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Girl Connected provides 20 aspiring female professionals a chance to participate in a year-long, one-on-one mentorship with an industry giant
Marketing maven and CEO of Lola Media Group, Lola Plaku, kicked off the Toronto chapter of her Girl Connected mentorship program event at Daniels Spectrum Feb. 28.
Plaku, who’s been in the industry for more than a decade, created Girl Connected because she wanted to do more for the future generation of female professionals.
“With the vast relationships that I have built in the music industry, I wanted to find a way to help empower the next generation of women who wanted to do what I did or chose a similar career path,” said Plaku.
The Toronto native decided to do this in part by hosting an event with her four 2020 mentorship instructors: Rigo Morales, vice-president of A&R and artist development for Atlantic Records; Nicole Wyskoarko, executive vice-president of urban operations at Interscope Geffen A&M Records; Krystyn Price, director of talent relations at Complex Networks; and Adam Zia, CEO of The Zia Firm.
According to the Girl Connected website, the initiative offers the public larger conversations about the entrepreneurial landscape, examining the role of leadership and success. These conversations focus on building influence, exercising power and creating a positive culture, while providing grassroots discussions that give guests an opportunity to explore the concept of staying connected.
Plaku, who has partnered with Factor Canada in the past for public conversations in Atlanta, London, New York and twice in Toronto, worked with the foundation again to create awareness about the concept of her mentorship program. Once applications were finalized, they opened online for four weeks to any interested applicants — which allowed them to receive 200 submissions. However, Plaku only had the chance to interview about 45 people. “Most of the applications, if not all of them, were incredible and I was flabbergasted at how amazing the applications were…it was so hard to pick people,” Plaku said to a packed room.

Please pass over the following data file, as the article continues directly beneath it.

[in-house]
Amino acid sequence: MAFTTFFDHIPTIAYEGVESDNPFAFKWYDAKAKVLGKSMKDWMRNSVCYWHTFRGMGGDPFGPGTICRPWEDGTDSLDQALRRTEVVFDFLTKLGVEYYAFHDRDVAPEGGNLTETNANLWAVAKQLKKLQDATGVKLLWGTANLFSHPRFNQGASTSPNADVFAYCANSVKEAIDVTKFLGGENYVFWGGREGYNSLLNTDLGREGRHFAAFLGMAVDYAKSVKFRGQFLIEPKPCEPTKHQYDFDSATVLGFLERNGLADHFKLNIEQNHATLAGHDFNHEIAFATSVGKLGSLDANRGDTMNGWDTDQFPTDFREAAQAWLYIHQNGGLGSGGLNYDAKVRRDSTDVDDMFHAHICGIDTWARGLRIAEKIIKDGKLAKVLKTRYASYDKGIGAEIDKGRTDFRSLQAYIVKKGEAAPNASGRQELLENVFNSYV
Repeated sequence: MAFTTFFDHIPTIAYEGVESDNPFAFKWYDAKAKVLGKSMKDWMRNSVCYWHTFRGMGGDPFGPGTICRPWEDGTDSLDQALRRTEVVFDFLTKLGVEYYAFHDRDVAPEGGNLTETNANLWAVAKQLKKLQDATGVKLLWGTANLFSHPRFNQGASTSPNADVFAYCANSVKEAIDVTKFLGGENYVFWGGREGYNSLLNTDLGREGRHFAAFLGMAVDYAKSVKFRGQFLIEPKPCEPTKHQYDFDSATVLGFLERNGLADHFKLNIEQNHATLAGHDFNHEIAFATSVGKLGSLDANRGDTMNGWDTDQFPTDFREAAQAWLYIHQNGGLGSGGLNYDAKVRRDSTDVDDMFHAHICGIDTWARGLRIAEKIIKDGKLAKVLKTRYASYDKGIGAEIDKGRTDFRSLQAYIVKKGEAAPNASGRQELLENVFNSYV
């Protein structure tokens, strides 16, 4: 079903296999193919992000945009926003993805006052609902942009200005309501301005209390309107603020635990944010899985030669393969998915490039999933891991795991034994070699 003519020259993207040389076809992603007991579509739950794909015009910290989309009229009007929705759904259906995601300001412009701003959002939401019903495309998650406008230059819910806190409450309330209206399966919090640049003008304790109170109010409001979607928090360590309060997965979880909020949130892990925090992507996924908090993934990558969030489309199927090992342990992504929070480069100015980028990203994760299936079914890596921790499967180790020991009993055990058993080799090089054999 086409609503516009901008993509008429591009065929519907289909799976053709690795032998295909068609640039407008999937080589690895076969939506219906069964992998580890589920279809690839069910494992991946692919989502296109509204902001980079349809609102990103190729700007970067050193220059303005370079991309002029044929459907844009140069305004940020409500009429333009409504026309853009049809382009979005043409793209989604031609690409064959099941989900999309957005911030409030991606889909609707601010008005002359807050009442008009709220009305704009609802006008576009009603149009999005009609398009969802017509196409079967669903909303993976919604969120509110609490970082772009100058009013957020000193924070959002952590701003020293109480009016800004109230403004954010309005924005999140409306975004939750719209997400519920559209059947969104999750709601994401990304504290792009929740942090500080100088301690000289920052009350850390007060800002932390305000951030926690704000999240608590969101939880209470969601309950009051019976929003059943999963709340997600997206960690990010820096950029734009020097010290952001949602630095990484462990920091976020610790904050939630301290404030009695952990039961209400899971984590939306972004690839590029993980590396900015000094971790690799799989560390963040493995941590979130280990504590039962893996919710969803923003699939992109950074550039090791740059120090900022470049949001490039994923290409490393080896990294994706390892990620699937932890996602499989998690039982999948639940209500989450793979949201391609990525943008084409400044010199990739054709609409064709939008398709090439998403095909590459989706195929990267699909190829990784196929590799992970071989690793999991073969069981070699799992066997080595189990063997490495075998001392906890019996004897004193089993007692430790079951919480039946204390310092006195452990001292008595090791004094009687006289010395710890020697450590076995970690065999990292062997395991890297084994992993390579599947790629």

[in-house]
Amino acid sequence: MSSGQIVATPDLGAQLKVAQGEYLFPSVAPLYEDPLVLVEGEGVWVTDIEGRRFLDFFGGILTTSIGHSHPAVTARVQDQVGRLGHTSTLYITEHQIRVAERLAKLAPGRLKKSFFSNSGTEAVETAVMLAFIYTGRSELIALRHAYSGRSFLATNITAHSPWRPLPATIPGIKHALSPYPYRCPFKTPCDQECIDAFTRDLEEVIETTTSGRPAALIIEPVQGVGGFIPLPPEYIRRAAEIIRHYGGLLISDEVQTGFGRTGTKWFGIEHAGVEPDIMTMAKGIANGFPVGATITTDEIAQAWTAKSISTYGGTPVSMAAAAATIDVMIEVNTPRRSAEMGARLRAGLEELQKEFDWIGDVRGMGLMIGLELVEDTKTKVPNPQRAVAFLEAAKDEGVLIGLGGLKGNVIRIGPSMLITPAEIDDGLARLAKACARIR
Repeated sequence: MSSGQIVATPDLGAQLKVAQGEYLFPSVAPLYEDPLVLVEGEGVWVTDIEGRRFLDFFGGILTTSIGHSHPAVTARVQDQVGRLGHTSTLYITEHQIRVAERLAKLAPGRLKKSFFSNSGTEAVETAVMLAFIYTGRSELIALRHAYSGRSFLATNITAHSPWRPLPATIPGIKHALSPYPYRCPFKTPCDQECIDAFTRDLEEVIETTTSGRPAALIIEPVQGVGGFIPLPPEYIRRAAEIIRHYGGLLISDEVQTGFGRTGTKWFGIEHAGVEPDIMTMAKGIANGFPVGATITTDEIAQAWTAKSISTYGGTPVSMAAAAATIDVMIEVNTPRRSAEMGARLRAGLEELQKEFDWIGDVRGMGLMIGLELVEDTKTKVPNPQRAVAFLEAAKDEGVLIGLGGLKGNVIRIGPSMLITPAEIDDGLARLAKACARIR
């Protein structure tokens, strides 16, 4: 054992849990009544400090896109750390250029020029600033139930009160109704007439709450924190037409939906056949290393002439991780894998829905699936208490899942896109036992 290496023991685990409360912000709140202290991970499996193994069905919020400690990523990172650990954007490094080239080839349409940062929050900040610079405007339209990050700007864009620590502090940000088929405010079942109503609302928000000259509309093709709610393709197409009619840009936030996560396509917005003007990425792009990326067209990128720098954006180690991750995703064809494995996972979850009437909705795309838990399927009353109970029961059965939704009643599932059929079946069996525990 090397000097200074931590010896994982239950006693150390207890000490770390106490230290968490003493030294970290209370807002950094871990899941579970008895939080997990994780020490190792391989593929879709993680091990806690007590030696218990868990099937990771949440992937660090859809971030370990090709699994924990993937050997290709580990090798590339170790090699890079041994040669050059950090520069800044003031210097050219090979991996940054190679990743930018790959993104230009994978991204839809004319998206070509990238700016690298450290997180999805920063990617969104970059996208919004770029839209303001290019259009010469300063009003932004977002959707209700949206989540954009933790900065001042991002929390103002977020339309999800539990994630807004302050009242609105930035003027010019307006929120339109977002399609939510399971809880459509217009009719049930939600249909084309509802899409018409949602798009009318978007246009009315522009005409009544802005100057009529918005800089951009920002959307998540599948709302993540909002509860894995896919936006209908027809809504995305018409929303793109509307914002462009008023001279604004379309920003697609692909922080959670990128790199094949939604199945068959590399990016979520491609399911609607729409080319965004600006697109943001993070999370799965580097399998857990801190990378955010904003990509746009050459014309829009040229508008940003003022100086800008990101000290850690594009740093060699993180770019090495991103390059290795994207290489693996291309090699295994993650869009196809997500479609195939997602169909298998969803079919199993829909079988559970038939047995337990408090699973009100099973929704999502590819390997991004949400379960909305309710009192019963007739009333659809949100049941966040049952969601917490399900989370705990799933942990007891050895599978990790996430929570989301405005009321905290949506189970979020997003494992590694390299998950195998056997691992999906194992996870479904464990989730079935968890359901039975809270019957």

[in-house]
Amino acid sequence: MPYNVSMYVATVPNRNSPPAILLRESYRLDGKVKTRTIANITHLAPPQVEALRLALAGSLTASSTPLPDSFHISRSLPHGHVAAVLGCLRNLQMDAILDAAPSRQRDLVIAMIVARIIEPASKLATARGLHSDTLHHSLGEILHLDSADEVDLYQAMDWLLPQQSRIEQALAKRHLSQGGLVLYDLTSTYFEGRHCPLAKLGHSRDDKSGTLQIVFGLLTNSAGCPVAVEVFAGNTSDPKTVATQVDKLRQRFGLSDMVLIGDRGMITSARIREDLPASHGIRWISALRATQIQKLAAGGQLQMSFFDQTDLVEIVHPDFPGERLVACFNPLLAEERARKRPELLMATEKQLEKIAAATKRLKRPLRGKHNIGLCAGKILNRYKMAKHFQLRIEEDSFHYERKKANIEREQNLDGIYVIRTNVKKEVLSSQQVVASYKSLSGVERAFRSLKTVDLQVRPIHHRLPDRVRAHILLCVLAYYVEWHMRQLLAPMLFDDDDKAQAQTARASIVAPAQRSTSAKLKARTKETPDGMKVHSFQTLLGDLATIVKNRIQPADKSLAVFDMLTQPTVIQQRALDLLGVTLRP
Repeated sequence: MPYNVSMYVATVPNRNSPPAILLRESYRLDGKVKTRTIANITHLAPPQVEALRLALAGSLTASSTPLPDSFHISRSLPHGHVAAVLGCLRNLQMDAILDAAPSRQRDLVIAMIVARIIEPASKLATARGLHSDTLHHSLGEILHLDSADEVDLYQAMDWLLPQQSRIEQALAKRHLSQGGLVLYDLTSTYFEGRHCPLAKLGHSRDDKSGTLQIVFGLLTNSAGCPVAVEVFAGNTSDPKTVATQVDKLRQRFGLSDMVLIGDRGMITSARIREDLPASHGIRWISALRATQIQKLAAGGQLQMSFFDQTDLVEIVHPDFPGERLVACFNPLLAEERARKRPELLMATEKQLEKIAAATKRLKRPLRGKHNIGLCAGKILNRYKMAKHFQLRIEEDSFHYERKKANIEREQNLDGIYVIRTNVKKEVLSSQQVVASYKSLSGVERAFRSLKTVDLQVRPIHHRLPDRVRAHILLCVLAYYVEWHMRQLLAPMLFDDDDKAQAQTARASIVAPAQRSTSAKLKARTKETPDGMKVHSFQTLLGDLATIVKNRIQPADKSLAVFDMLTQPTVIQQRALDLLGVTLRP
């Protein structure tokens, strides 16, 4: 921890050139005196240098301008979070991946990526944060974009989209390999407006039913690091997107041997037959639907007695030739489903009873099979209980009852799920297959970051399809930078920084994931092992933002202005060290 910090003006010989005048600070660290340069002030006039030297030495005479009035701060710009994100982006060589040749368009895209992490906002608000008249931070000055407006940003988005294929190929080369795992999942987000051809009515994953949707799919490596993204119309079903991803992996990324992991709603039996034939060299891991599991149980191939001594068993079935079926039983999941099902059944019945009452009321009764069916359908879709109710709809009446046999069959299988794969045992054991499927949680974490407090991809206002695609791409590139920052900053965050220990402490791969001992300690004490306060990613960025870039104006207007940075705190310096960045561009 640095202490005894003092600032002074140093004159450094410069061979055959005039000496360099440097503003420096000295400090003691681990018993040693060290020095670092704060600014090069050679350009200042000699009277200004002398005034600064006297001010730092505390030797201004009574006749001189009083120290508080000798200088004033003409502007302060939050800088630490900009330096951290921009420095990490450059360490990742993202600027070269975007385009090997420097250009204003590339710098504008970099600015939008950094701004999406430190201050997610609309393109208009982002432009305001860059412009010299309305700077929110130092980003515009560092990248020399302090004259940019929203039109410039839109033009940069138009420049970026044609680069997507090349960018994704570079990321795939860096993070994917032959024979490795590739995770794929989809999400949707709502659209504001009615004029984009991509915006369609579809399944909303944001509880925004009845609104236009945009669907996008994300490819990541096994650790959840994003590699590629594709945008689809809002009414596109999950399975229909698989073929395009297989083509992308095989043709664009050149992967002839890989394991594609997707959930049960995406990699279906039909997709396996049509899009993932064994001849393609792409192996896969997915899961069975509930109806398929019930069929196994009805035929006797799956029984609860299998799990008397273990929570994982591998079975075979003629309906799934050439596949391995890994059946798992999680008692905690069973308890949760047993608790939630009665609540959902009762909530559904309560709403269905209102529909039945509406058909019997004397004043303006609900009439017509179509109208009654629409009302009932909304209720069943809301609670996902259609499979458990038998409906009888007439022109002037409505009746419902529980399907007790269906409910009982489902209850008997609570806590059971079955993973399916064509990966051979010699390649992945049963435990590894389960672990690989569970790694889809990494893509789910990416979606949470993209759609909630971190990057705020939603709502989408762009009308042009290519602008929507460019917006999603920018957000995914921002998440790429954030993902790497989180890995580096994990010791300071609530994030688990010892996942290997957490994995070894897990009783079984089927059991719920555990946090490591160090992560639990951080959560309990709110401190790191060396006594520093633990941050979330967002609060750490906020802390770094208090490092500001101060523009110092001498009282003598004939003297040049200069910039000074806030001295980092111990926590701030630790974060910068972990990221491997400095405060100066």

Plaku said she ended up choosing the final 20 women based on who she felt would be an amazing resource to the city. These women will be learning about A&R (artists and repertoire), the music business, music administration and event marketing, by working with their specific mentor.
The Feb. 28 event was the only time the four mentors appeared together for a public conversation. But Plaku says she’ll be announcing more events with different guest speakers.
During the PUMA sponsored event, Morales said, “When a man is thinking, a woman has already thought.”
Morales, who works with numerous artists at Atlantic and is an active member of The National Academy of Recording Arts and Sciences (the Grammys), emphasized the importance of Plaku’s initiative.
“I just don’t think there are enough female A&Rs in the business,” said Morales.
Morales described A&R as “organized chaos.” However, the two hottest hip-hop labels right now are Atlantic and Interscope and they just so happen to be run by women.
Additionally, Morales said a woman’s intuition with music is a little different than a man’s.
“The [music] business in general needs to nurture that [intuition] a little bit more.” Morales said that he hopes when he sits down with his five girls, they’ll extract every piece of information he has. He says he’s looking for the next female version of himself because he has a lot of wisdom he wants to share.
Wyskoarko, who’s worked with Canadian artists such as Alessia Cara and Justin Bieber, said she’s never done anything like this before and is excited to see what’s to come.
“I’ve always tried to make a difference [so] if I can hire a woman or if I can suggest a woman — anything I can do to just pull more of us in, to have that voice,” said Wyskoarko.
Wyskoarko said she never had a formal mentor, so for her, it took some time to figure this business out. She said that giving these already talented women in the program an opportunity like this, will provide them with the tools to rise and succeed.
“If you have a little bit more guidance, information and support that I didn’t have … who knows what you can do,” said Wyskoarko, who is approaching her second anniversary as a vice-president at Interscope.
The event ended with an empowering Q-and-A and an intimate meet-and-greet style conversation, with the audience hovering around the panellists and Plaku, who acted as the moderator of the event.
Plaku said that she hopes the first quarterly event gave the public a glimpse into the 2020 instructors’ careers, journeys and their hopes for this program.
She says Toronto has “so many talented individuals who constantly contribute to the musical landscape globally” and that she wants to better equip them with this initiative.
“I want to make sure that the women in our city, who are interested in these ‘behind the scenes’ roles, have the necessary tools and resources to grow with the talent that is coming out of Toronto and to be able to not only keep up, but succeed globally,” said Plaku.